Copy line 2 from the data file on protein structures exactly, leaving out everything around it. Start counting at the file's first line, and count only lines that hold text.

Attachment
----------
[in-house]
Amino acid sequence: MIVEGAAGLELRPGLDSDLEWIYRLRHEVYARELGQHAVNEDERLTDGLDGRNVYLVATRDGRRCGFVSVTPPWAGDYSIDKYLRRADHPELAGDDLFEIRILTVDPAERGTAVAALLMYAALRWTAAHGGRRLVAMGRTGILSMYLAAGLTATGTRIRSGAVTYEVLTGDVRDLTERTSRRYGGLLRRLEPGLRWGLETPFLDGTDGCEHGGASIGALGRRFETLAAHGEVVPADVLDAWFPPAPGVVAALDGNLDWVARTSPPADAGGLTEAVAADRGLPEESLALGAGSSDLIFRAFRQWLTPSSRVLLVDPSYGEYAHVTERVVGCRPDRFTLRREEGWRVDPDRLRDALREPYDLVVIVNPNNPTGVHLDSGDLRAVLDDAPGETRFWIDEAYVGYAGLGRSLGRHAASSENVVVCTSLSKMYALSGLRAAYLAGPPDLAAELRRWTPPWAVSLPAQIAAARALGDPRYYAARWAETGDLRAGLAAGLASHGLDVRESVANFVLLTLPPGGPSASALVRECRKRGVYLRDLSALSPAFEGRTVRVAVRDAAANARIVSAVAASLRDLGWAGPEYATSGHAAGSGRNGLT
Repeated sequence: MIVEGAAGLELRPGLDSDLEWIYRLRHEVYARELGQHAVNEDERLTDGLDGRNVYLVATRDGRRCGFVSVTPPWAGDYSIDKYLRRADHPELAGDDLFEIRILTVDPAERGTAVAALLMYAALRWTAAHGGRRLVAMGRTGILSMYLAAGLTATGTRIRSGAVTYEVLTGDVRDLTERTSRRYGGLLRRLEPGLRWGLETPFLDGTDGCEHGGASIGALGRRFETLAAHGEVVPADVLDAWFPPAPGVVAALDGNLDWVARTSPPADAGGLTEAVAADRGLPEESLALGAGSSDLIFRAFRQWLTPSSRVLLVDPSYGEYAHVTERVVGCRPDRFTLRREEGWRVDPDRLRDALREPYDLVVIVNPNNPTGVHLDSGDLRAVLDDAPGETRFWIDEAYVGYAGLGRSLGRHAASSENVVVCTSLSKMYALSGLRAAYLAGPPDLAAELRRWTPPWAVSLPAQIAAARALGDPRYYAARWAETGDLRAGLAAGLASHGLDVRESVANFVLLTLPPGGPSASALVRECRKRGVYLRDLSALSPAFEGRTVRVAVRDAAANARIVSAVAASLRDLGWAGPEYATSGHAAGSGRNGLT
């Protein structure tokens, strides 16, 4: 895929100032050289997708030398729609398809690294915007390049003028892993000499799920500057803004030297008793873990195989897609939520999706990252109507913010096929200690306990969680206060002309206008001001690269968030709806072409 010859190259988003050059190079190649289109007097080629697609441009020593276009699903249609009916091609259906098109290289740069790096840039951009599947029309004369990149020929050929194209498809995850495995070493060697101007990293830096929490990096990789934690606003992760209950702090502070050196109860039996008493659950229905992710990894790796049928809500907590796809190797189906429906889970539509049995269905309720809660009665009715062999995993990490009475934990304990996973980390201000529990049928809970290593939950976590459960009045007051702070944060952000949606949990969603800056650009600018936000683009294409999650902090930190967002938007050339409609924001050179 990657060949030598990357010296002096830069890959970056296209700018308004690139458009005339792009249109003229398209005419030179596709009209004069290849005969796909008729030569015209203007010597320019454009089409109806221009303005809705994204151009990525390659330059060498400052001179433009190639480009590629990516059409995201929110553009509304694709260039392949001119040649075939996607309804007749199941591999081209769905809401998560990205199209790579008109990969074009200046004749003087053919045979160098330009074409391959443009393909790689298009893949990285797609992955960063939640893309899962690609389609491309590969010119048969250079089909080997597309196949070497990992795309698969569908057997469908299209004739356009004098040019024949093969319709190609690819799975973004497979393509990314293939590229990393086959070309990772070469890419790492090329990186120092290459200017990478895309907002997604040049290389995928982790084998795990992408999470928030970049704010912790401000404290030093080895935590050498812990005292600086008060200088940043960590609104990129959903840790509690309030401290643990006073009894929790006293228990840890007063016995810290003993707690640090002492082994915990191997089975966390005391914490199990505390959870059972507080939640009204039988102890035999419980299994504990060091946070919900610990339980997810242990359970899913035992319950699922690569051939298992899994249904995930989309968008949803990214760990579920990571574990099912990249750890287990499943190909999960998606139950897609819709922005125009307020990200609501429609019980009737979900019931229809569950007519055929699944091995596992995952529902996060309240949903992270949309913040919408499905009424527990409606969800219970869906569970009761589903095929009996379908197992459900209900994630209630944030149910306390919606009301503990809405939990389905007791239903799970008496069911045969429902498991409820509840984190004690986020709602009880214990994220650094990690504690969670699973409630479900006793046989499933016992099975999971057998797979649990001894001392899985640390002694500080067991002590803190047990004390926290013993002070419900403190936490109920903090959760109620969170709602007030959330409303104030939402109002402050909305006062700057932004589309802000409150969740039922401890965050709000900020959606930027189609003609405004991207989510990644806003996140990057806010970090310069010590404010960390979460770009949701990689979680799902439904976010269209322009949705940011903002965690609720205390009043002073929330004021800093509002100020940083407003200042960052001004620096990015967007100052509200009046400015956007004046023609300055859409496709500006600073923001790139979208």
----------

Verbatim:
Amino acid sequence: MIVEGAAGLELRPGLDSDLEWIYRLRHEVYARELGQHAVNEDERLTDGLDGRNVYLVATRDGRRCGFVSVTPPWAGDYSIDKYLRRADHPELAGDDLFEIRILTVDPAERGTAVAALLMYAALRWTAAHGGRRLVAMGRTGILSMYLAAGLTATGTRIRSGAVTYEVLTGDVRDLTERTSRRYGGLLRRLEPGLRWGLETPFLDGTDGCEHGGASIGALGRRFETLAAHGEVVPADVLDAWFPPAPGVVAALDGNLDWVARTSPPADAGGLTEAVAADRGLPEESLALGAGSSDLIFRAFRQWLTPSSRVLLVDPSYGEYAHVTERVVGCRPDRFTLRREEGWRVDPDRLRDALREPYDLVVIVNPNNPTGVHLDSGDLRAVLDDAPGETRFWIDEAYVGYAGLGRSLGRHAASSENVVVCTSLSKMYALSGLRAAYLAGPPDLAAELRRWTPPWAVSLPAQIAAARALGDPRYYAARWAETGDLRAGLAAGLASHGLDVRESVANFVLLTLPPGGPSASALVRECRKRGVYLRDLSALSPAFEGRTVRVAVRDAAANARIVSAVAASLRDLGWAGPEYATSGHAAGSGRNGLT